A new two-year survey for Native American rock art is now underway at Hueco Tanks State Park and Historic Site. The park is a significant cultural site and home to a variety of rock imagery, some of which may be several thousands of years old. It is also known as a destination for rock climbing and bouldering.
“The world class cultural resources of Hueco Tanks compels us to seek out and use the best available technology to protect this site,” said Brent Leisure, Texas State Parks Director. “There is one thing that all people can agree upon; the expressions of people on the rocks at Hueco Tanks and the deep and meaningful connection we all have for this site demands our full commitment as guardians and stewards. I am excited that we can apply this new technology to achieve this standard.”
The Texas Parks and Wildlife Department has devoted considerable efforts to document the cultural resources at Hueco Tanks. Past projects include a comprehensive ground survey for archeological deposits around the base of the mountains by the TPWD Archeology Survey Team in 1999 and 2001, and a large rock art inventory project by outside contractor, Rupestrian CyberServices, in 1999 and 2000.
The results of the rock art inventory, which incorporated the findings of several previous investigations at Hueco Tanks, helped determine where climbing activities could occur at the park without impacting identified rock imagery.
However, technologies are constantly emerging and a new image enhancement program called DStretch will be used during the Hueco Tanks survey project
Although NASA had used a similar program for analyzing aerial photographs, the program was not modified for use in rock art investigations until 2005 and has undergone further refinements since that time. This technology, which has now been used on a number of rock art sites around the world, greatly improves on previous techniques for detecting faint pictographs that may be nearly impossible to detect with the unaided eye. Recent use of DStretch at Hueco Tanks has already led to the discovery of previously unknown rock imagery at the site.
The need to identify potential faded imagery on or near climbing routes at Hueco Tanks and the availability of an effective tool to address this need, helped spark the present project. The project began at the end of March and is scheduled for completion in late 2017. Findings will be used to help monitor any newly discovered rock imagery and help manage activities that have the potential to impact these resources.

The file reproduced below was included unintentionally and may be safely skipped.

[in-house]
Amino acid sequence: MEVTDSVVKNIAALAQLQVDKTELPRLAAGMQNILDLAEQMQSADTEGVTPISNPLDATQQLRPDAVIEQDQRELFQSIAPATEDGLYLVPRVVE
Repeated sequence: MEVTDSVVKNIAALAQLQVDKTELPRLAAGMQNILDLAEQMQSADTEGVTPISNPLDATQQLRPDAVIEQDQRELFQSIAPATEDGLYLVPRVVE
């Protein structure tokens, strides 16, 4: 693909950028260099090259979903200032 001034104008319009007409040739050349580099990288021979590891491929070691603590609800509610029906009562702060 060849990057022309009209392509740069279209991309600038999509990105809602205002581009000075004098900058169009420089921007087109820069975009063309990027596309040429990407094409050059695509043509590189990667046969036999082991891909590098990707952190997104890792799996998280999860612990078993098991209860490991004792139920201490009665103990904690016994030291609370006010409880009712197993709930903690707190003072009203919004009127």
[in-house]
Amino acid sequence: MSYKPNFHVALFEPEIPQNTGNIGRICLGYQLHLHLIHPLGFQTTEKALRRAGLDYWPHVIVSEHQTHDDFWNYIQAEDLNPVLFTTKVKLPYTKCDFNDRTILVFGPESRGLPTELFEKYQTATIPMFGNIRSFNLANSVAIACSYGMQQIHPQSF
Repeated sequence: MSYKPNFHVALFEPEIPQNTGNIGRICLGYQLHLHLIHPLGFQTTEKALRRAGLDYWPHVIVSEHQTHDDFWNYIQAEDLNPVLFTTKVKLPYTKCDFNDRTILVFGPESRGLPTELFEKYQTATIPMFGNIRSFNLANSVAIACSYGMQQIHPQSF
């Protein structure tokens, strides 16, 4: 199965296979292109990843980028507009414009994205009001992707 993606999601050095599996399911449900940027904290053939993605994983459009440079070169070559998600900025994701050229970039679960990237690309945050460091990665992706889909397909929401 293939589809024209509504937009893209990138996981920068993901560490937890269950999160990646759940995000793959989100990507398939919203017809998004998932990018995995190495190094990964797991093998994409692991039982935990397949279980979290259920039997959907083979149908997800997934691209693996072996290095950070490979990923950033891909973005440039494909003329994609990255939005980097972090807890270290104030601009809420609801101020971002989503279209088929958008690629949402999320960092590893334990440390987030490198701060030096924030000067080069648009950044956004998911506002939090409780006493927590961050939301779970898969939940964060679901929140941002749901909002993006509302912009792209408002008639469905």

Versar, Inc., a nationally known cultural resource management and engineering firm, has been enlisted to complete the survey. Versar has also recruited the help of local climbers to locate and access the nearly 2,000 climbing routes at the park.
“Hueco Tanks is steeped in over 60 years of climbing history,” said Ian Cappelle, chairman of the Climbers of Hueco Tanks Coalition (CHTC). “Climbers travel from every corner of the world to experience and connect to the recreational, cultural and natural resources that Hueco Tanks provides.”
CHTC’s mission is to preserve rock climbing and its history at Hueco Tanks by working cooperatively with TPWD to proactively assist in the management of climbing areas while conserving cultural and natural resources of Hueco Tanks.
“The new survey and use of the Dstretch technology will provide TPWD a definitive accounting of any previously unidentified rock art in conjunction with climbing routes in the park,” said Cappelle. “As a result, climbers can be educated as to where they are able to climb without harming the cultural resources of Hueco Tanks all the while preserving the history of everyone that passes through this park.”
The park has been an important asset to the El Paso area as a place to recreate and a significant cultural resource that reflects at least 10,000 years of area and regional history.
“People have been drawn for thousands of years to the site’s diverse plant and animal resources, and especially the natural rock pools of water, or huecos, for which it is named and which inspired others to settle in the Chihuahuan desert oasis of Hueco Tanks,” said state Sen. Jose Rodriguez. “This is more than just a wonderful natural playground — this is sacred ground. I appreciate TPWD’s efforts to recognize its unique place in the parks system and to work toward greater community inclusiveness in its operation.”
“I am pleased to see TPWD begin to use cutting-edge image enhancement programs in the conservation of cultural resources at Hueco Tanks,” said Rep. Mary E. Gonzalez. “Programs like these help us document and share our story with the world. I look forward to the results of this project, and to continuing our work for a Visitor’s Center and World Heritage Site designation.”
For more information about Hueco Tanks State Park and Historic Site, visit the park’s page on the TPWD website.